Facebook is a mammoth in terms of online communities, but like Google, it is yet to crack the commerce side of the internet.
Facebook’s 'More Together' campaign highlights its community of ‘friends and family’. It is about friends and acquaintances getting together and mobilising for a change. But, the ‘community’ ad films come with a subtle added layer of commerce.
The campaign was launched back in March 2020, and was built around stories highlighting the ‘power of connections’ on the social media platform.
It started out with Holi, it then lived through the peak COVID months, and made it to the (ongoing) Indian Premier League (IPL) and the festive season (Navratri, Dussehra and Diwali). The campaign has been crafted by Taproot Dentsu.
Away from the campaign, there are real examples of change too. ‘Baba ka Dhaba’, a roadside food stall run by an elderly couple struggling financially, went viral on social mediums like Facebook and Instagram, and netizens rallied for change.
However, we can’t help but notice words like naya banwana (getting new), dukaan (shop), khareedna (to buy), dhanda (business), mangayenge (to order), etc., alongside the mentions of home search, recommendations and online medicines/vegetables/fruits.
The social media giant (Facebook) seems to be pushing the idea of doubling up as a social commerce destination, but without making a lot of noise. Facebook does have social commerce ambitions for its messaging app WhatsApp and image/video sharing platform Instagram. The Facebook app also has its own ‘marketplace’.
Neeraj Kanitkar, senior creative director, Taproot Dentsu, however, says that the campaign is not an effort to position Facebook as an option for either search or hyperlocal commerce.
“It is about the power of people. It is what happens when somebody puts out a thought on Facebook and others contribute and take it forward. It’s like saying, even if there is no stadium this year, how do we create a stadium-like atmosphere? It is how a post takes a life of its own and has meaningful impact...”
One of the IPL-focused films has been produced both in Hindi and South Indian languages instead of, say, just slapping a Tamil voice-over on a North India-focused film.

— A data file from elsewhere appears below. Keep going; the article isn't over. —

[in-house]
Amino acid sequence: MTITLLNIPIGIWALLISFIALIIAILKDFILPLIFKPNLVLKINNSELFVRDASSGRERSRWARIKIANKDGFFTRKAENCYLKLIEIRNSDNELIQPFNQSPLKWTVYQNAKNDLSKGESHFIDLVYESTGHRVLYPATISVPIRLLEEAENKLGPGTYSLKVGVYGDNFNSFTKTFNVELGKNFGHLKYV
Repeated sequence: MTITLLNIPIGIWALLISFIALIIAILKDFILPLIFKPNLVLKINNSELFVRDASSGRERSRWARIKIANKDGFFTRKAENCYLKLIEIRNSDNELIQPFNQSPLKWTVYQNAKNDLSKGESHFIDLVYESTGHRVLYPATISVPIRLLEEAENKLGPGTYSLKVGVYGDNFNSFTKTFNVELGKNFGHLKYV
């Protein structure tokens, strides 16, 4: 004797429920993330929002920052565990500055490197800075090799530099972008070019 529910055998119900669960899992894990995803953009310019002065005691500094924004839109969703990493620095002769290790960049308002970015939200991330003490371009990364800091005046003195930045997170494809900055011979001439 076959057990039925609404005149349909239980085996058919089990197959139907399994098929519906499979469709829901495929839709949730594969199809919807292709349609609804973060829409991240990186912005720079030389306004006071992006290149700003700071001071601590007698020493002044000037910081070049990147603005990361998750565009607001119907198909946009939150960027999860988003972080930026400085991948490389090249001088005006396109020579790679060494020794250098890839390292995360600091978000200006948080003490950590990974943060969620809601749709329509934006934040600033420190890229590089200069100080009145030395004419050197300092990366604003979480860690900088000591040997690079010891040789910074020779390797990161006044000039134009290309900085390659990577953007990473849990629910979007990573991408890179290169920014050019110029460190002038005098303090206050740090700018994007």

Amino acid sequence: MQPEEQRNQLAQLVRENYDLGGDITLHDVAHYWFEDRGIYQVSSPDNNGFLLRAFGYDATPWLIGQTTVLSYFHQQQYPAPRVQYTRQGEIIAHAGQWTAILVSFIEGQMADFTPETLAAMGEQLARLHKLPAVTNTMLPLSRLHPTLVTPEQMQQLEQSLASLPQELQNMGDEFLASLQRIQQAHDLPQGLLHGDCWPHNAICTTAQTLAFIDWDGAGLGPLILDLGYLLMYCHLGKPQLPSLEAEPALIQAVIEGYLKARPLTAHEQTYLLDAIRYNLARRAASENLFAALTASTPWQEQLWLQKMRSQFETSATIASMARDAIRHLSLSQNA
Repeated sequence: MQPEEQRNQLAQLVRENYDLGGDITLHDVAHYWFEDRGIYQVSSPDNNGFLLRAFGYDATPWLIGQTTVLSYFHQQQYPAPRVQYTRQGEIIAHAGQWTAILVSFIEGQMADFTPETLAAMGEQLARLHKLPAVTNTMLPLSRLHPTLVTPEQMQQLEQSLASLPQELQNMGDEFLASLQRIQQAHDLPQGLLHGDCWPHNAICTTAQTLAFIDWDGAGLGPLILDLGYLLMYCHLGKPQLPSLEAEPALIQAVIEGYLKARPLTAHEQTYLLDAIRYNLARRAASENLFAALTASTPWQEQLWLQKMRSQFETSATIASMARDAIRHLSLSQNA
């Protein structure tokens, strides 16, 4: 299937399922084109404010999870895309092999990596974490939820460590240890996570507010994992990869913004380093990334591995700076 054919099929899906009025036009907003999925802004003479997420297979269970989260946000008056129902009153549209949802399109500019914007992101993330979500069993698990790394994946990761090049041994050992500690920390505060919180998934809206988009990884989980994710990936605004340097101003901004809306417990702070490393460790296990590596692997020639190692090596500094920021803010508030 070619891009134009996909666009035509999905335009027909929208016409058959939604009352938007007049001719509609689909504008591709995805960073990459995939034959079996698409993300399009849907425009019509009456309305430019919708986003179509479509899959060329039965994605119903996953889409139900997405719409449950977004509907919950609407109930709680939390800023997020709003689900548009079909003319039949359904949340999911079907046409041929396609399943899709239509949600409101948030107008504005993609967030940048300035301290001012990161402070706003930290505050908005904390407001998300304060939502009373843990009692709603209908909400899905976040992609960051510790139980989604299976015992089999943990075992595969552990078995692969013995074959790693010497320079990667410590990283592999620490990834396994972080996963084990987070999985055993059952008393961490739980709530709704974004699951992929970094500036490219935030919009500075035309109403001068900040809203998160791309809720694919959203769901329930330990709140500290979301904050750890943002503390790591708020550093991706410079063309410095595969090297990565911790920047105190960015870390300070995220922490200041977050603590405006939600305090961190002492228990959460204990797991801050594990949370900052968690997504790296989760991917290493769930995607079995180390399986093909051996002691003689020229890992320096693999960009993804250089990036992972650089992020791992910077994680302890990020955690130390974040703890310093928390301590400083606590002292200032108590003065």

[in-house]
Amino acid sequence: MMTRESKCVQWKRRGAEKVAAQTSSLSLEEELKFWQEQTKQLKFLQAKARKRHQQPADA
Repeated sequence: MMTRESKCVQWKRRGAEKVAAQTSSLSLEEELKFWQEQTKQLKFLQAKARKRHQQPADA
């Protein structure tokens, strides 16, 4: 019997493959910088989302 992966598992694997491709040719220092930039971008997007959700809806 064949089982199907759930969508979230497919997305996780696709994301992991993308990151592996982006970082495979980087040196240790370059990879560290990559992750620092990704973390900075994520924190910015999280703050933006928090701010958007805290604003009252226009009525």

“To make the most of broadcast opportunities, we wanted to reshoot the films in two completely different settings. Though we started with the same script, with the regional festive nuances, the films looked very different in both Hindi and Tamil,” Kanitkar says.
K Vaitheeswaran, co-founder AGAIN Drinks, and an e-commerce pioneer, points out that Facebook has been accused of wielding enormous power over communities and influencing activities, elections, etc. It is under threat of being broken into smaller units by the US government.
“The Internet has grown on three pillars – community, commerce and content. While Amazon took the commerce route, most others (like Facebook and Google) took the content and community route. Both Google and Facebook are under pressure to pay for the content from media companies. This makes commerce the most sustainable Internet business.”
Vaitheeswaran’s view doesn’t seem out of place, since Google has also been pushing its e-commerce and discovery side in its recent communication.
“There isn’t much pressure on commerce, as long as you pay taxes. You can keep building scale and growing. Google and Facebook are afraid of falling behind, and are trying different tactics to get into the commerce space. There will be lot more activities to ensure that people discover products and services on Facebook. They would always suggest ways to sell to business pages and connect the various facets, like Instagram and WhatsApp. With the festive season around, it’s a great time to put out the word,” Vaitheeswaran adds.
From an execution and story standpoint, Shrenik Gandhi, co-founder, White Rivers Media, mentions that the ad films are ‘massy’.
“The look and feel, and the choice of Hindi and regional languages would make for better penetration and shareability in Tier-II markets. The films also carry elements of the lockdown to showcase need, want and potential of Facebook in such a scenario.”
Sanjay Tripathy, co-founder and CEO, Agilio Labs (former CMO, HDFC), says that ‘More Together’ is more of a global thought from Facebook.
“The COVID phase talked about how one can use Facebook to take care of each other, and then the IPL ads make them very contextual – how collective action can lead to great change. It urges people to keep sharing ideas.”
“Now, while it upholds the global thought, it also brings in the local business angle, in the guise of friends doing more together. While it depicts more happiness, it also means more business together,” Tripathy signs off.